access intimacy

Kamila Rina
Content Warnings
Assault/Abuse/ViolenceSexual Content
"How to talk to a new lover about PTSD.  About chronic..."
Dec 24, 2020 9:48 PM

Try not to be ashamed as you flinch and tremble

under her warm hands.  Think of the stories

you haven’t told yet.  Tension grips fierce.

Ask her what she thinks as your hands shake

—Eli Clare, “How to Talk to a New Lover about Cerebral Palsy”

How to talk to a new lover about PTSD.  About chronic

pain.  About dissociation.  About thoracic outlet syndrome.

About MCS.  How to talk to a new lover about injured hips,

weak wrists, nerves entrapped at the elbow, arms that can’t be held

above your head, the need for floor lamps, not ceiling fixtures,

for scentless sheets, lube, and sex toys.  How to not dissemble

about the dour difficulties of having sex: the ache and

nerve-grind of repetitive motion, the cunt scars that burn when you

get wet, the parent ze might, at the wrong moment, resemble.

Try not to be ashamed as you flinch and tremble

through the explanations.  Through the fear, like a spreading

stain, that all this makes you broken, unfit, leftovers

that someone will settle for.  Through the fury that all

you expect is being settled for.  You’ll try being a hermit

for a while, forgoing the explaining, the apologies for

your brokenness, even the asking.  You’ll hide out 4 storeys

above the pavement, reading, dreaming, watching spectacular

sunrises.  Until you find a tender romance-friendship,

unexpectedly, over sharing poems like morning glories

under her warm hands. Think of the stories

you’ll tell years from now, about how brave and broken

you both were then, and how you talked, anyway, about

bodies, sex, brokenness, dissociation, how you wrote your own

dictionary.  Your glad risking makes a blueprint; you will do this

again and again.  Next times you’ll talk disability, sex, bodies,

access, brokenness, dissociation, flashbacks, the whole piercingly

glorious mess.  You’ll feel seen, contained, as you speak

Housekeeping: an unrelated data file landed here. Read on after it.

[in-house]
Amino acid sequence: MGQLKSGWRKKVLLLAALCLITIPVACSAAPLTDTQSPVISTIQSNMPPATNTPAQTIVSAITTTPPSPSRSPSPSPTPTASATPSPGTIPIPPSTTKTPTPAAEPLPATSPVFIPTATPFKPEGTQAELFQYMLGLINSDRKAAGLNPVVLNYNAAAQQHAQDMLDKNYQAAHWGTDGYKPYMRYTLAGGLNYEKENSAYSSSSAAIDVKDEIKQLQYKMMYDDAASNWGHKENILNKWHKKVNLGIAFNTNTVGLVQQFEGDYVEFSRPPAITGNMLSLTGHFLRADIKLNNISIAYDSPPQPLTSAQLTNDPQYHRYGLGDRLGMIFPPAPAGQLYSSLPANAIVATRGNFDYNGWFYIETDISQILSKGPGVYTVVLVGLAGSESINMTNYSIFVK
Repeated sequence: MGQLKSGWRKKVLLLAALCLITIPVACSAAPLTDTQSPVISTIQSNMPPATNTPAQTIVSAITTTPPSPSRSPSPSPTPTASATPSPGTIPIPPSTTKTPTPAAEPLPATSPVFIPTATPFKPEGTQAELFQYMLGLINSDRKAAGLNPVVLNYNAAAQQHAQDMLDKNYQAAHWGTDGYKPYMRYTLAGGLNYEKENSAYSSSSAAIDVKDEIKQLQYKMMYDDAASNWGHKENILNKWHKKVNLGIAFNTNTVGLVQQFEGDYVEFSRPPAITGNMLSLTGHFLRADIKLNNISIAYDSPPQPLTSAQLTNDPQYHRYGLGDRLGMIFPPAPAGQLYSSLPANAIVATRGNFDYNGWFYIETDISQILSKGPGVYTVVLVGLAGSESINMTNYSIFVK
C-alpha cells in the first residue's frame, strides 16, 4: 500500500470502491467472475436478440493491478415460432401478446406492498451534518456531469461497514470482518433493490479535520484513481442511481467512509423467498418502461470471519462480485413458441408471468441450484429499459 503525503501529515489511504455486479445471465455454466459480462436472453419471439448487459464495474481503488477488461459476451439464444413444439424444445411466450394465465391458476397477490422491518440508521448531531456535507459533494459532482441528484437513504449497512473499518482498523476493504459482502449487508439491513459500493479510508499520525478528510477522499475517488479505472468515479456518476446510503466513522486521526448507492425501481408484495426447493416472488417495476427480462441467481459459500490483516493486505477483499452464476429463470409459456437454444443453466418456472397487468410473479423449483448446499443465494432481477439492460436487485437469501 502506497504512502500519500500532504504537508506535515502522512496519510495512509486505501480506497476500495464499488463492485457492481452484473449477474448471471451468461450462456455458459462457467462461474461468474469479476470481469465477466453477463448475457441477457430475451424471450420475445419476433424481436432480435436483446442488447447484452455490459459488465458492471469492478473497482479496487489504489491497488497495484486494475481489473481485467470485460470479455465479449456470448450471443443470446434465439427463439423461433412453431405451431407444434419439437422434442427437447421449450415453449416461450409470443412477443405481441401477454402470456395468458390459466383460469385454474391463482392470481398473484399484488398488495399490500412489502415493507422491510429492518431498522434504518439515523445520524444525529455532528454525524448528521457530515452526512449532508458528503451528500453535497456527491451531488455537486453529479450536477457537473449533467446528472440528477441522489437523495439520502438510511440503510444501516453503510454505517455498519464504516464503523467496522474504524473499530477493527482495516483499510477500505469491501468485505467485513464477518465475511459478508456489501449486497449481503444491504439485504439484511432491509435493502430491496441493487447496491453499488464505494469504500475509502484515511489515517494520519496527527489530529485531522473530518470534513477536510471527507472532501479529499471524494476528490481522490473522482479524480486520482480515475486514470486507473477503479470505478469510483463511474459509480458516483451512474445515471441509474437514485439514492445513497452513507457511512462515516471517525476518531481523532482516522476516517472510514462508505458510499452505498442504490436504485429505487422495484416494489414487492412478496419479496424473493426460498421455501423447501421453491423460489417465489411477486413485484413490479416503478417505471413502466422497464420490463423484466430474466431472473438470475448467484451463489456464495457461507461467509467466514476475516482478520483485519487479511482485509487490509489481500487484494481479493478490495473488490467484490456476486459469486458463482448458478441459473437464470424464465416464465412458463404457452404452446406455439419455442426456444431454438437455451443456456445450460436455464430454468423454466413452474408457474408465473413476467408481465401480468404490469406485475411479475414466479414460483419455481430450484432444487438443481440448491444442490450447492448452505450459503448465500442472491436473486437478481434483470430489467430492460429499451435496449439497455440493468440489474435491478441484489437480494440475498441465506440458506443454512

of violence, then sex, in such detail, that shame is washed out

and only soft attention remains.  Every day you’ll spill fears

you haven’t told yet. Tension grips fierce

still, when something important, beautiful, twisted, fragile,

needs telling, needs making yourself vulnerable as a hedgehog

showing its belly—but then eases because love and

kindness are the order of your days now, and your every

loved one speaks disability theory, and this crip queendom

is your touchstone, makes you joyful in your aching

body, where your skin, your muscles, your joints, your

lungs, your tachycardic heart, can show themselves,

where you learn to speak your body’s truths without heartbreak.

So.  Ask her what she thinks as your hands shake.

‘Access intimacy’ is a concept named and described by Mia Mingus (

Kamila Rina is an autistic, mad, and physically disabled immigrant Jewish non-binary bisexual poet, a sexuality, gender, and disability educator, and a survivor of long-term violence. They enjoy talking about being present in one’s body and fomenting the revolution. They like trees, books, chocolate, and people and plants that smell good. Kamila has previously been published in Room magazine, Breath & Shadow, Sinister Wisdom, Monstering, and We Have Come Far, and has produced a chapbook titled Multitasking with Feelings. Find them at